Paul Harvey's Public Warning In 1965 Seems To Be Coming True Now

Paul Harvey's Public Warning In 1965 Seems To Be Coming True Now

Paul Harvey, the most listed-to newsman was deeply concerned about the U.S. citizens abandoning God and morality.

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We all have heard about instances where a particular thought shared by an individual seems bizarre at the time but a few years later their words appear to meet reality. It's almost as if they have the ability to look into a glass ball and see the distant future. A similar incident revolves around a particularly interesting radio talk show which used to be hosted by Paul Harvey in 1965. While not many would pay much heed to something that has been said 50 years ago, you may want to listen to what the man had to say. 


Back then there was no internet, Paul Harvey had become a common household name at the time. Many used to tune in to the radio to hear Harvey, who was a devout Christian, reports Church POP. Among several incredible talks that he delivered in the past, there was one that seemed to be way ahead his time. Deeply concerned that people in the U.S. were abandoning God and morality he delivered an ominous warning of what the future had in store for the residents and when you hear this particular speech, I'm sure you'll be shocked to see how accurate he was. 


Read the speech below:

"If I were the devil … If I were the Prince of Darkness, I’d want to engulf the whole world in darkness. I’d have a third of its real estate, and four-fifths of its population, but I wouldn’t be happy until I had seized the ripest apple on the tree — Thee.

So I’d set about however necessary, to take over the United States. I’d subvert the churches first — I’d begin with a campaign of whispers. With the wisdom of a serpent, I would whisper to you as I whispered to Eve: 'Do as you please.'
To the young, I would whisper that 'The Bible is a myth.' I would convince them that "man created God," instead of the other way around. I would confide that "what is bad is good and what is good is square."

In the ears of the young married, I would whisper that work is debasing, that cocktail parties are good for you. I would caution them not to be “extreme” in religion, in patriotism, in moral conduct.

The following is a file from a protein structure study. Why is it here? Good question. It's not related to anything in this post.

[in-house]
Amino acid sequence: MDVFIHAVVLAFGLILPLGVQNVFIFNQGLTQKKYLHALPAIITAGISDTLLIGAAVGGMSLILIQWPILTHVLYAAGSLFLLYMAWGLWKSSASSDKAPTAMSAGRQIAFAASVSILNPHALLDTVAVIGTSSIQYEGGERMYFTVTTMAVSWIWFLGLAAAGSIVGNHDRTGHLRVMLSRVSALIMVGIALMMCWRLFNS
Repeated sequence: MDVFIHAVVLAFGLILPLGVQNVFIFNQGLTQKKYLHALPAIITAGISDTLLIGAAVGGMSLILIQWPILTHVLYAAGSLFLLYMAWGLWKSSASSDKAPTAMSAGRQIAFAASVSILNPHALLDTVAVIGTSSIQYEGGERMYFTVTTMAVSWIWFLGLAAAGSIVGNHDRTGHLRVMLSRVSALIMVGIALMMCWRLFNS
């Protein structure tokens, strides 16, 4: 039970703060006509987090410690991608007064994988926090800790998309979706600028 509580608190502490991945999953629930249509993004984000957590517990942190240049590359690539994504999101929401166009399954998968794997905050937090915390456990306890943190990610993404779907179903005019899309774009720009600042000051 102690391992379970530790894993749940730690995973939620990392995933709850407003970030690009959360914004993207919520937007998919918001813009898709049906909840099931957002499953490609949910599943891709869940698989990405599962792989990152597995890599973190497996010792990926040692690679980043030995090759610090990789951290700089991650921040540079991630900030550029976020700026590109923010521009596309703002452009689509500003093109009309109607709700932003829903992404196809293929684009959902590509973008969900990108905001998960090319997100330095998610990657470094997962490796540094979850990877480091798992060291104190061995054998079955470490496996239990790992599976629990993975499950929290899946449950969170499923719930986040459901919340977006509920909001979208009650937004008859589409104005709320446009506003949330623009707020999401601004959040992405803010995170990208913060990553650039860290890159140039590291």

And the old I would teach to pray — to say after me — "Our father which are in Washington." Then I’d get organized.

I’d educate authors in how to make lurid literature exciting so that anything else would appear dull, uninteresting.

I’d threaten TV with dirtier movies, and vice-versa.

I’d infiltrate unions and urge more loafing, less work. Idle hands usually work for me.

I’d peddle narcotics to whom I could, I’d sell alcohol to ladies and gentlemen of distinction, I’d tranquilize the rest with pills.

If I were the Devil, I would encourage schools to refine young intellects, but neglect to discipline emotions; let those run wild.

I’d designate an atheist to front for me before the highest courts and I’d get preachers to say, “She’s right.”

With flattery and promises of power, I would get the courts to vote against God and in favor of pornography.

Thus I would evict God from the courthouse, then from the schoolhouse, then from the Houses of Congress.

Then in his own churches, I’d substitute psychology for religion and deify science.

If I were Satan I’d make the symbol of Easter an egg

And the symbol of Christmas a bottle.
If I were the Devil I’d take from those who have and give to those who wanted until I had killed the incentive of the ambitious. Then my police state would force everybody back to work.

Then I would separate families, putting children in uniform, women in coal mines and objectors in slave-labor camps.

If I were Satan I’d just keep doing what I’m doing and the whole world go to hell as sure as the Devil.


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